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Workshop: Automating WordPress Updates Example Repo

This repository is an example for the LoopConf 3.0 Automating WordPress Updates workshop (2/21/2018).

Workshop Description

Your WordPress site really loves to be updated! Be it core, plugins, or themes there is a LOT of code that you need to update for every site. However, even with tools like wp-cli, updating your site is hard work.

You need to apply updates, test updates, and deploy updates. And do it for every single site for which you are responsible every single time an update comes out.

Enter "Automatic WordPress Updates" and making the robots do updates for you. This workshop will involve using a Continuous Integration and Visual Regression solution to automate WordPress updates both with confidence and at scale.


You will need:

  • A local development environment with Node JS/NPM and wp-cli
    • (Optional) Install BackstopJS globally. This will let you play around with visual regression outside the workshop
  • A live, web-accessible WordPress site
  • A local WordPress copy or alternative (e.g. staging) environment of the site above
  • To be able to write and execute scripts. This workshop uses JavaScript and bash
    • (Optional) you can use whatever language(s) you are comfortable with but will have to convert the scripts

Getting The Code

For the master branch either clone this repository using Git or download the .zip file.

For the multiple-sites branch run git checkout multiple-sites in your local clone directory or download the .zip file.

Two Parts

This example has two parts. You should start with the first part found in the master branch.

After completing the steps on the master branch you can do the second part found in the multiple-sites branch.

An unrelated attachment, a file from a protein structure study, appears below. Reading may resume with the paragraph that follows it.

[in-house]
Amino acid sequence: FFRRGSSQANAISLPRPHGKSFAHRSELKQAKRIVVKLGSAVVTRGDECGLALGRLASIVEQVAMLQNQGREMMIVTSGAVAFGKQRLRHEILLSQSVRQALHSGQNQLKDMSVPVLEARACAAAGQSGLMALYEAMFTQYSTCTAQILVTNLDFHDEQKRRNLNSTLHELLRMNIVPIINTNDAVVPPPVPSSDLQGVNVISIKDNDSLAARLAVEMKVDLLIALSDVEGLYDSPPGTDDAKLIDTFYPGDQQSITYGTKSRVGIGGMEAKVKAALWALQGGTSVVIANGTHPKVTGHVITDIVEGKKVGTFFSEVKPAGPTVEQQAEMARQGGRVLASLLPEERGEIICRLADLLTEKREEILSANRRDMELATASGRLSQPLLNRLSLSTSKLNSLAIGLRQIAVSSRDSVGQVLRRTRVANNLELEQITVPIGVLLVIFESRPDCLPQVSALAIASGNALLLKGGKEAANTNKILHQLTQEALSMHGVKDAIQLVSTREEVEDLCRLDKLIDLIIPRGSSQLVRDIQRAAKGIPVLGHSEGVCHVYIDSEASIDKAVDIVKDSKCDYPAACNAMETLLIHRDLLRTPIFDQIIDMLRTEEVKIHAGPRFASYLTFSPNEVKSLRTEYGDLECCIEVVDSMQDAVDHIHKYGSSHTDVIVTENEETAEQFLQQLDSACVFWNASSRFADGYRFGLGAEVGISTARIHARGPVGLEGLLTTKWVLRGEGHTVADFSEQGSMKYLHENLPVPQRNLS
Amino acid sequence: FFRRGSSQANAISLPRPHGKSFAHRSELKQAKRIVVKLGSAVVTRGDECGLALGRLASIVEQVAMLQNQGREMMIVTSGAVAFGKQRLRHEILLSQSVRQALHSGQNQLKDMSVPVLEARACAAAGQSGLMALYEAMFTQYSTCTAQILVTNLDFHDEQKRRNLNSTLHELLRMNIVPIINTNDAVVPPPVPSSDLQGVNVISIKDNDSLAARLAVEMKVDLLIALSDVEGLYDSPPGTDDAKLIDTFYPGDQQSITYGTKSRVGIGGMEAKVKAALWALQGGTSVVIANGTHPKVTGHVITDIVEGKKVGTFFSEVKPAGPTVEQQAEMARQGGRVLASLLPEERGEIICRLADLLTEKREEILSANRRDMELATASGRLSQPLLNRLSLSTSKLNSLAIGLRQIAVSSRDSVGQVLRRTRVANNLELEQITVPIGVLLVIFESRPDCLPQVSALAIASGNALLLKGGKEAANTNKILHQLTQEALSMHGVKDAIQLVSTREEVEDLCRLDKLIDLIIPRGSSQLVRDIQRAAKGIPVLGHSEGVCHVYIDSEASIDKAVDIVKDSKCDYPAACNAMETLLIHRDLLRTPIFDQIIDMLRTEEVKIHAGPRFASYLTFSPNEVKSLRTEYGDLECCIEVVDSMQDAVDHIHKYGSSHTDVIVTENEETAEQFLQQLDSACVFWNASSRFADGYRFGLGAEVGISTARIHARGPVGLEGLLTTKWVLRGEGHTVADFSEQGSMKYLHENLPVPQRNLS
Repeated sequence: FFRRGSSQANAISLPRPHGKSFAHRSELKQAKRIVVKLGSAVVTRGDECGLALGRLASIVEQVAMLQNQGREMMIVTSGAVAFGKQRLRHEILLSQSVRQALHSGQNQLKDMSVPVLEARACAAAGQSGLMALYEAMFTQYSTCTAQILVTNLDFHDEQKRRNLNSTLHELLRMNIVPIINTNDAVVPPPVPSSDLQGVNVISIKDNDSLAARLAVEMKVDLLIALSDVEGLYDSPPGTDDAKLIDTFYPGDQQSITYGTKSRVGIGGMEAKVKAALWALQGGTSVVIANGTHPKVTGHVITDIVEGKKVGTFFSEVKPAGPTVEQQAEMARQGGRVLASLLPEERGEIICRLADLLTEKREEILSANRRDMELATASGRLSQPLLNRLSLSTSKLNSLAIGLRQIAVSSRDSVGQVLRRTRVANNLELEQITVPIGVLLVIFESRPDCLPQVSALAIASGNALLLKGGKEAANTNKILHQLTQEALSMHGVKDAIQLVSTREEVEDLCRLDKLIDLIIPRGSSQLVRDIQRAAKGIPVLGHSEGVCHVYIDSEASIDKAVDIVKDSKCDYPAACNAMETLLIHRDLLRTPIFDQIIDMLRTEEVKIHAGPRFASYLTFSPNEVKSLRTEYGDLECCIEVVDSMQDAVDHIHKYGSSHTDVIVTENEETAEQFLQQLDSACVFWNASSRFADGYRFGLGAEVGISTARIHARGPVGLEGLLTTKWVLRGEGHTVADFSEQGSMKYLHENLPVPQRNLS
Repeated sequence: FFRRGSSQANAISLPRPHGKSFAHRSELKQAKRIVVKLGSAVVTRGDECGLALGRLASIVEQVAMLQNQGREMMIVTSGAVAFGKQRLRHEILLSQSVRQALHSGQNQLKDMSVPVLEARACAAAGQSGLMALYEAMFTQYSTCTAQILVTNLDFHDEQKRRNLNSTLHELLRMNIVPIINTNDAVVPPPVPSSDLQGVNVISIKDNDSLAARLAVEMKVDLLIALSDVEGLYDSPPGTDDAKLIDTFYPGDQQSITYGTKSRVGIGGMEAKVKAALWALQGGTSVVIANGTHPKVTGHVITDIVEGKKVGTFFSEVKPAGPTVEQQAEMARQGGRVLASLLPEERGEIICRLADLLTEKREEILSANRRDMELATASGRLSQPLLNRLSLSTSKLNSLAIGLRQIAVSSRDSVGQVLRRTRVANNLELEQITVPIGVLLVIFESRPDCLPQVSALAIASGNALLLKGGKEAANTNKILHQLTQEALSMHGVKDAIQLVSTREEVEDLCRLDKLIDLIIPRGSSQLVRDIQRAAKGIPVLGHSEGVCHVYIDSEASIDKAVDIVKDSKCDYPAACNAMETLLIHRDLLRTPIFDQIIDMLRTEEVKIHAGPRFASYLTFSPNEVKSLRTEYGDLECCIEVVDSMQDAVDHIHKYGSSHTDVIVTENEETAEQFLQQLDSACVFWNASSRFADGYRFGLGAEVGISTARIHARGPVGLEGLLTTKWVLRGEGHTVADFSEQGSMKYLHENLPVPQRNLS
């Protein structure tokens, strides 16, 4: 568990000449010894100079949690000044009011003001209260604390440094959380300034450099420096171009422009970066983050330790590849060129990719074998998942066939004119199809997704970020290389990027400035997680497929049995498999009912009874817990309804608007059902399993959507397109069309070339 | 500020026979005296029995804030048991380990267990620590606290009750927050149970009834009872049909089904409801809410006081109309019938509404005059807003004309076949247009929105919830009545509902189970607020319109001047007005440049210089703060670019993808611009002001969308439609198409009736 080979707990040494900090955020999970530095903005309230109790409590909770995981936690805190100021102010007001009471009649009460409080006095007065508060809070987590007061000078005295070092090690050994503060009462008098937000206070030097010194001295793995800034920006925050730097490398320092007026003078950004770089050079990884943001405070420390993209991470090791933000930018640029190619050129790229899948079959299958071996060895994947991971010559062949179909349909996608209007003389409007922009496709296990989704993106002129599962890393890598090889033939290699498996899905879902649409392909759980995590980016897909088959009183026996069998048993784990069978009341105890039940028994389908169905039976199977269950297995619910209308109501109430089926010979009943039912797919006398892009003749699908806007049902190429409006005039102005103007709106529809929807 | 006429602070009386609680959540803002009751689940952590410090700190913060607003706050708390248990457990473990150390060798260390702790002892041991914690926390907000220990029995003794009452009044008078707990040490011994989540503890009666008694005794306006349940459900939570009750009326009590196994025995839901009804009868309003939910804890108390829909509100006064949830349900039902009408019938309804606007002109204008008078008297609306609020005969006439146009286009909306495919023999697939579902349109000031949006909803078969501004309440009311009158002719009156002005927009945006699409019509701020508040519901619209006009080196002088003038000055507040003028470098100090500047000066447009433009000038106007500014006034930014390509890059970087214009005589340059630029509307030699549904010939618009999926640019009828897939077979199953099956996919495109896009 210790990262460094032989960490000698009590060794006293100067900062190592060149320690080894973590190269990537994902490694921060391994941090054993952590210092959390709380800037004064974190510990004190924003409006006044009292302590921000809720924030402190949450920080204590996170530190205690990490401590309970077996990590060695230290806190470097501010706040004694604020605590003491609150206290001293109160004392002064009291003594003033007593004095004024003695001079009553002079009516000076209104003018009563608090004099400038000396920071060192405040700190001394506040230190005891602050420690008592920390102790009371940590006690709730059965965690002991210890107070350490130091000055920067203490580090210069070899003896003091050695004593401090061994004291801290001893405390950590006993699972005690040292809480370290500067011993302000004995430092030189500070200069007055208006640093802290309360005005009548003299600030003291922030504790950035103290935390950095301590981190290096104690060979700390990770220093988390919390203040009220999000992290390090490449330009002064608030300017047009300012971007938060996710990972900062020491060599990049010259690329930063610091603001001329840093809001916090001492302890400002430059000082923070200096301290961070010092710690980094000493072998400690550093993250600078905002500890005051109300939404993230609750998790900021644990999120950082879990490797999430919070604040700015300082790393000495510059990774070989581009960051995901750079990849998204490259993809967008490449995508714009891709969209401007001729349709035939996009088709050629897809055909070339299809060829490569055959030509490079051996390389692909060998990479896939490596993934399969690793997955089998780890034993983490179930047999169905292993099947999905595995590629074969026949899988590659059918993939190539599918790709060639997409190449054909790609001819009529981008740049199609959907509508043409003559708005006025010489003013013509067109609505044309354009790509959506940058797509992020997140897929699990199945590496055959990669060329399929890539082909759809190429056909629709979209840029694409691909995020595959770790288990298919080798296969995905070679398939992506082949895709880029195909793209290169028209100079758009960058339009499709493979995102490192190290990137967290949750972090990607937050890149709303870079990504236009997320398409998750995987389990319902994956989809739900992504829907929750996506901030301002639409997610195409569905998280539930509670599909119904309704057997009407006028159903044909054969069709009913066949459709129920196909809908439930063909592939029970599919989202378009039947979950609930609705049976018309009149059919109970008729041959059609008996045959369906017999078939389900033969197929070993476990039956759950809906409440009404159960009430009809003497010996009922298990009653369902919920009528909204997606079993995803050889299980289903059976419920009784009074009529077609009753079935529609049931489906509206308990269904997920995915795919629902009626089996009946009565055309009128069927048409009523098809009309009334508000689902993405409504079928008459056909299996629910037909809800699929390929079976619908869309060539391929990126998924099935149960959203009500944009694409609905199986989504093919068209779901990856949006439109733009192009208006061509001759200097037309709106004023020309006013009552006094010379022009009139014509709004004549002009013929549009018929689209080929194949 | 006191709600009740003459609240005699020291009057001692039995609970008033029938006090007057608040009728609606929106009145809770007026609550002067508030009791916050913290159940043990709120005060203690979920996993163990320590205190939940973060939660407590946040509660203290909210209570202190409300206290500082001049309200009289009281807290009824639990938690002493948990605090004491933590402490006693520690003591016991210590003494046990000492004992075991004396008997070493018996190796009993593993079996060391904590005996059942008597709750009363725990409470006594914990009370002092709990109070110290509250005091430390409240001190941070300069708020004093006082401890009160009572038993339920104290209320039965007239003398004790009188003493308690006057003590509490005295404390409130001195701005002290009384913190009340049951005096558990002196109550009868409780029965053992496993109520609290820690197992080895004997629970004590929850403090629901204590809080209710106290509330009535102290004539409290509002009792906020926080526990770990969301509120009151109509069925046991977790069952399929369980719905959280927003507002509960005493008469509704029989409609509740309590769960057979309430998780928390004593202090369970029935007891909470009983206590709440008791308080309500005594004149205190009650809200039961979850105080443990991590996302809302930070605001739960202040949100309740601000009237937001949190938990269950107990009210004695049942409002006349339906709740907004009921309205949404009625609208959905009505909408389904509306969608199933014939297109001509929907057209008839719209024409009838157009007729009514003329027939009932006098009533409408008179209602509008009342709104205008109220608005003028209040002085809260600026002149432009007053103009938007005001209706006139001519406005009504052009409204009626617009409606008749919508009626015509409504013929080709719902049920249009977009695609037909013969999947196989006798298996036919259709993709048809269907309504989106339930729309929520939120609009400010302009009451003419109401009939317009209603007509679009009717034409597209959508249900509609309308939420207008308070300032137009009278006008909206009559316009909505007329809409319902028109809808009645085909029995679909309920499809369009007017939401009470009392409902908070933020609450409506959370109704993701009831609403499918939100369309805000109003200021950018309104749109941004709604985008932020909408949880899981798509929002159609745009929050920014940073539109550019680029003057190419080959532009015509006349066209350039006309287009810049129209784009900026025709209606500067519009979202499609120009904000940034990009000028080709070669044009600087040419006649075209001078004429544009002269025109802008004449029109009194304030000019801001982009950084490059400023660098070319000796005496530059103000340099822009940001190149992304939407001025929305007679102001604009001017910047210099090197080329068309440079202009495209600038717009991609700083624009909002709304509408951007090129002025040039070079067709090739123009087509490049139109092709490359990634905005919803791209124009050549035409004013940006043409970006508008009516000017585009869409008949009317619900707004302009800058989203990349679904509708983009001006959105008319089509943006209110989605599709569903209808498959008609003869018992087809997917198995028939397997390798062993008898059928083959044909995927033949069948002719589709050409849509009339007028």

After setting up the repository locally (see above) you will need to:

  1. Run the command npm install to download dependencies
  2. Run the command npm run start
  3. Check out the results from the sample test
    • Should open in your browser automatically
  4. Edit includes/backstop.json
    • Set referenceUrl in scenarios to your production site URL
    • Set url in scenarios to your non-production environment (local, staging, etc.) URL
    • Start your local environment if needed
  5. Run the command npm run start
  6. Check out the results
  7. Edit includes/backstop.json
    • Try changing viewports or adding more scenarios
  8. Run the command npm run start
  9. Check out the results
  10. Update WordPress on your non-production environment (local, staging, etc.)
    • Use the WordPress admin or wp-cli
  11. Run the command npm run start
  12. Check out the results

Troubleshooting If you are having issues with the script hanging or BackstopJS taking a long time there may be headless Chrome instances that didn't close properly.

Try pkill -f "(chrome)?(--headless)" on Mac/Linux or Get-CimInstance Win32_Process -Filter "Name = 'chrome.exe' AND CommandLine LIKE '%--headless%'" | %{Stop-Process $_.ProcessId} in Windows PowerShell.



The master branch is the starting point for the workshop where we will be working with BackstopJS.


The multiple-sites branch is where we will be working on scaling, testing more than one site.